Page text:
Hong Kong Sweet and Sour Pork

Hong Kong Sweet and Sour Pork

46
BETSYLINDSEY 0

"This recipe requires three quick frying steps to seal in the crispy texture of the pork. Serve with rice or noodles for a filling meal."

Ingredients

1 h 5 m servings 588 cals
Serving size has been adjusted!

Original recipe yields 4 servings

Adjust

Nutrition

  • Calories:
  • 588 kcal
  • 29%
  • Fat:
  • 28 g
  • 43%
  • Carbs:
  • 59.5g
  • 19%
  • Protein:
  • 25.2 g
  • 50%
  • Cholesterol:
  • 118 mg
  • 39%
  • Sodium:
  • 402 mg
  • 16%

Based on a 2,000 calorie diet

On Sale

What's on sale near you.

Directions

Print
  • Prep

  • Cook

  • Ready In

  1. Whisk together the soy sauce, sugar, 2 teaspoons potato starch, sesame oil, and black pepper in a large bowl. Mix the pork into the marinade and turn until all the pork is covered. Allow to rest for 15 minutes.
  2. To make the sauce, whisk together the water, vinegar, ketchup, 1/4 cup sugar, salt, 2 teaspoons potato starch, and red food coloring in a separate bowl. Set aside.
  3. Dip the pork pieces in the beaten egg, then dredge in the 1 cup potato starch. Use your hand to press the starch onto the pork, assuring a consistent coating.
  4. Heat the peanut oil in a wok over medium-high heat to a temperature of 375 degrees F (190 degrees C).
  5. Fry the pork pieces in the hot oil until crisp and light brown, 4 to 5 minutes. Remove the pork from the oil and drain, keeping the oil hot. Return the drained pork pieces to the hot oil for 30 seconds more. Remove and drain again. Pour off all but 1 tablespoon of oil from the wok.
  6. Heat 1 tablespoon of reserved oil in the wok over medium heat. Cook the green bell pepper, cayenne pepper, pineapple, garlic, and green onion in the heated oil for about 5 minutes. Add the sauce and stir until it thickens. Stir in the pork and toss until the pork is coated with sauce. Remove from heat and serve.
  • profile image

Your rating

Cancel
Submit

Reviews

46
  1. 69 Ratings

  2.  
  3.  
  4.  
  5.  
  6.  

I made this tonight, and it was great. I didn't have the peanut oil, and potato starch, so I substituted canola oil, and corn starch. My husband, and I loved it. It wasn't that time consuming ...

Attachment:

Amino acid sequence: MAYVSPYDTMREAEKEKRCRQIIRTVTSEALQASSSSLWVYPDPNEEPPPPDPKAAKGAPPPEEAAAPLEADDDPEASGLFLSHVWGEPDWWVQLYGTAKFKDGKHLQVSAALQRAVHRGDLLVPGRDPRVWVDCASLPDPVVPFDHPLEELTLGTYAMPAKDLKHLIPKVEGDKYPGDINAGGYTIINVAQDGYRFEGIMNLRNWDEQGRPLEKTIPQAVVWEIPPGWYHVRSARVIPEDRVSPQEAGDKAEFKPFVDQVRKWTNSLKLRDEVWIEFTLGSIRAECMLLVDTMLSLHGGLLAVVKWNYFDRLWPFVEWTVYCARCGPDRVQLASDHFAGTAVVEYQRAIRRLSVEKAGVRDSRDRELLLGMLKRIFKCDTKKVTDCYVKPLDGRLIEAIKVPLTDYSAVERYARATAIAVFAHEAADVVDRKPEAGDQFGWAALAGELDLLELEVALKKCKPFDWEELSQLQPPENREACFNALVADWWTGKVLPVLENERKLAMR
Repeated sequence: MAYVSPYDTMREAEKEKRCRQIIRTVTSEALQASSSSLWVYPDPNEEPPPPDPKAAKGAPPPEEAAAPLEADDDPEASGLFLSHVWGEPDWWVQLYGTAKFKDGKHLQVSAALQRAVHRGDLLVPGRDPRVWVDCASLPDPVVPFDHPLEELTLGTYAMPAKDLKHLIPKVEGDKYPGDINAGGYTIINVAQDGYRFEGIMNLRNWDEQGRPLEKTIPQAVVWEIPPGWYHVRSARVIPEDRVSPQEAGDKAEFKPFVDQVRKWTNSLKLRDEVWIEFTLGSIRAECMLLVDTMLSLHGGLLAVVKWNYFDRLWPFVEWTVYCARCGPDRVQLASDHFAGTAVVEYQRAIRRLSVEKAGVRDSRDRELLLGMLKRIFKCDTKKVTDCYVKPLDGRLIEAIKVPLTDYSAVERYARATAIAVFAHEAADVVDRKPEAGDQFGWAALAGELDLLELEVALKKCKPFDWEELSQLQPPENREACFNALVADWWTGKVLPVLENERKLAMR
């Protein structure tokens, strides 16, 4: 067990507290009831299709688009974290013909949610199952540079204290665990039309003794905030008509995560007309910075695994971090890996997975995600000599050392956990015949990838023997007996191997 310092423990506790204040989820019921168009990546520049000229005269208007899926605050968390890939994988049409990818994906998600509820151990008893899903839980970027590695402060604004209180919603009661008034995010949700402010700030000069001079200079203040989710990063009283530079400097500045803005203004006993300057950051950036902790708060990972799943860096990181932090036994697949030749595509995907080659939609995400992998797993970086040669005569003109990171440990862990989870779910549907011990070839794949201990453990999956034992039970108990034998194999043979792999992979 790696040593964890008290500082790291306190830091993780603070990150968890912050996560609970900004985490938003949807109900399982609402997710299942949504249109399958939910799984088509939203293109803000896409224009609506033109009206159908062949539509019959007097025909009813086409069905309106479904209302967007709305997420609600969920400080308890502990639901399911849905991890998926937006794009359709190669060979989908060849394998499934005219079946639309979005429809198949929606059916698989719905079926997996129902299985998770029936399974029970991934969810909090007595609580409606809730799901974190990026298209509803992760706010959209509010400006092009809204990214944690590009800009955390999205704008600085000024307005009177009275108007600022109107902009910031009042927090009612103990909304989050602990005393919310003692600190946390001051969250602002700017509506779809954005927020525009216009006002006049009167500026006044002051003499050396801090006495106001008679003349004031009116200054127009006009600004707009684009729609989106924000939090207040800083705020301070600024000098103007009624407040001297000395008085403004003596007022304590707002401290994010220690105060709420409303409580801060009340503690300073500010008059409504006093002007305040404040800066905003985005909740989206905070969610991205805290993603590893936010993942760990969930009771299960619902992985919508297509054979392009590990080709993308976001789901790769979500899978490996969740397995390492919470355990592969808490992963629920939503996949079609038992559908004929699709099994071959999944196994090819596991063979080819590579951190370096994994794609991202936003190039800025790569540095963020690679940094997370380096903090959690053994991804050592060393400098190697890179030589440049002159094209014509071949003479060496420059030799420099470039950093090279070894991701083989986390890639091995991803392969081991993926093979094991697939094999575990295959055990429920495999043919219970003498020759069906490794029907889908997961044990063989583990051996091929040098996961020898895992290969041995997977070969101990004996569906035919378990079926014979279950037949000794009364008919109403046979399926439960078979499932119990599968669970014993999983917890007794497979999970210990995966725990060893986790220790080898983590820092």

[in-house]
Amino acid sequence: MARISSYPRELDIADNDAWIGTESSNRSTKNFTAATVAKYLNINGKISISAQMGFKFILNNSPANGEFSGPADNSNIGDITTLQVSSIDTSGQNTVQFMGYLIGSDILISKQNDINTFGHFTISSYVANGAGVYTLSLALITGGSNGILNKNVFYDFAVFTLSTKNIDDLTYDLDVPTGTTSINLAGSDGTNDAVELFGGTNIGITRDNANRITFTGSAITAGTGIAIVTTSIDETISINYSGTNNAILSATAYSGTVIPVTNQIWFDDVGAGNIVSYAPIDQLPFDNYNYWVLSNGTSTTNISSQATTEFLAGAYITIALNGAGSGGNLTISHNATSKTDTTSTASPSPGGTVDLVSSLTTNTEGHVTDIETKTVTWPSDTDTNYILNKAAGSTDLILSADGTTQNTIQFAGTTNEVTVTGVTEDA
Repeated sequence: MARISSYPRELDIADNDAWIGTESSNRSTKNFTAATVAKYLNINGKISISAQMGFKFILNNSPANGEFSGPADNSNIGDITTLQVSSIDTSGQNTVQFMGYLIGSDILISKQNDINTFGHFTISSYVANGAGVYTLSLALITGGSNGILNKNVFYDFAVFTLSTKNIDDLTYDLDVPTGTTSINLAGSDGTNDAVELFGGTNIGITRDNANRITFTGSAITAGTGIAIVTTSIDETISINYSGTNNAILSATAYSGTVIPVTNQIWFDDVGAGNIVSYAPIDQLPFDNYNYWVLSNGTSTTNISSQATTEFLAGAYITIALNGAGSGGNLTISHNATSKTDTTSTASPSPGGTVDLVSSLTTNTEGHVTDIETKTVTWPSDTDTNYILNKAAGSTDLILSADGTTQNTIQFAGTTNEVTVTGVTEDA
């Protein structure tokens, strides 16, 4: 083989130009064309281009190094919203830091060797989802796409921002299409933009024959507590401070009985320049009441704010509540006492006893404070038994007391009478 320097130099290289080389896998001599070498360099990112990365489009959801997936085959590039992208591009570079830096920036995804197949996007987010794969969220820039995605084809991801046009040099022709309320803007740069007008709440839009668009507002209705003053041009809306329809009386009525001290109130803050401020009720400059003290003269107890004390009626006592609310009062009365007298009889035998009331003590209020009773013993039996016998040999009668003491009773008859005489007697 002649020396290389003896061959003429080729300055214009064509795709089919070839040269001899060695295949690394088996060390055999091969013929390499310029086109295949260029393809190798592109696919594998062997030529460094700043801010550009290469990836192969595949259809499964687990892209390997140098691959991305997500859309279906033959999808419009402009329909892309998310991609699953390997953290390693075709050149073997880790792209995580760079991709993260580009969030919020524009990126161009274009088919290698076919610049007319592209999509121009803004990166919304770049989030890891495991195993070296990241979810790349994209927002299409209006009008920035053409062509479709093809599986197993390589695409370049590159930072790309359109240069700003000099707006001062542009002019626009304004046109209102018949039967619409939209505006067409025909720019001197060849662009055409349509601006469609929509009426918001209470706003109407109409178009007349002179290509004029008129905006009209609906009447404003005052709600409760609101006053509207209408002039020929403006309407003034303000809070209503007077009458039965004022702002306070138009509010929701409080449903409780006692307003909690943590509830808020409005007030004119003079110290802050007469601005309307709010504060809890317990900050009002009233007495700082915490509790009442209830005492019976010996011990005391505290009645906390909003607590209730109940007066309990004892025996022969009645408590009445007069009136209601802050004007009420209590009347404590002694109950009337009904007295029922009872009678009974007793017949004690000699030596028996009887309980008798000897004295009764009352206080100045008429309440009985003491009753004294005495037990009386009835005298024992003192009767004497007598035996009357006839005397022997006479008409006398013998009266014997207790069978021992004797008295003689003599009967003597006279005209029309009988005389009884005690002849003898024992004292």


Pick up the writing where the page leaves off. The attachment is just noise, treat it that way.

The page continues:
We moved to the midwest from CA some years ago and get serious unfulfilled cravings for decent Chinese food - finally I decided I would just have to learn to cook it myself. This recipe was my f...

Was looking for recipe to use up some pork i had that was defrosted and this popped up, so decided to take a chance with this recipe only having one review. Well just finished making this dish...

Thanks, Betsy - Great recipe! I have another excellent S&S Pork recipe from this site, but was intrigued with the double-frying of the pork in this one. Being a true carnivore, I used 2+ pounds ...

This was awesome! Thanks for a great recipe, Betsy. I used cornstarch in place of potato starch and simply rolled the marinated pork pieces directly in it, skipping the egg bath. This worked ...

I have been yearning for a sweet & sour recipe that rivals my favorite Chinese restaurant in London's Chinatown, and I think I have found it! I improvised a bit to assure the meat would stay cri...

Yummy! I did have the potato starch (also called potato flour) and never did anything with it, so this recipe was an eye opener for it's use. The potato starch makes it really crispy, instead ...

Don't change a thing! Perfect! (I used corn starch instead, but it's the same thing,)

My family really enjoyed this recipe, but I did make a few changes. I only fried the pork once and did not add cayenne peppers. It was still delicious. I thought that the sauce was pretty thi...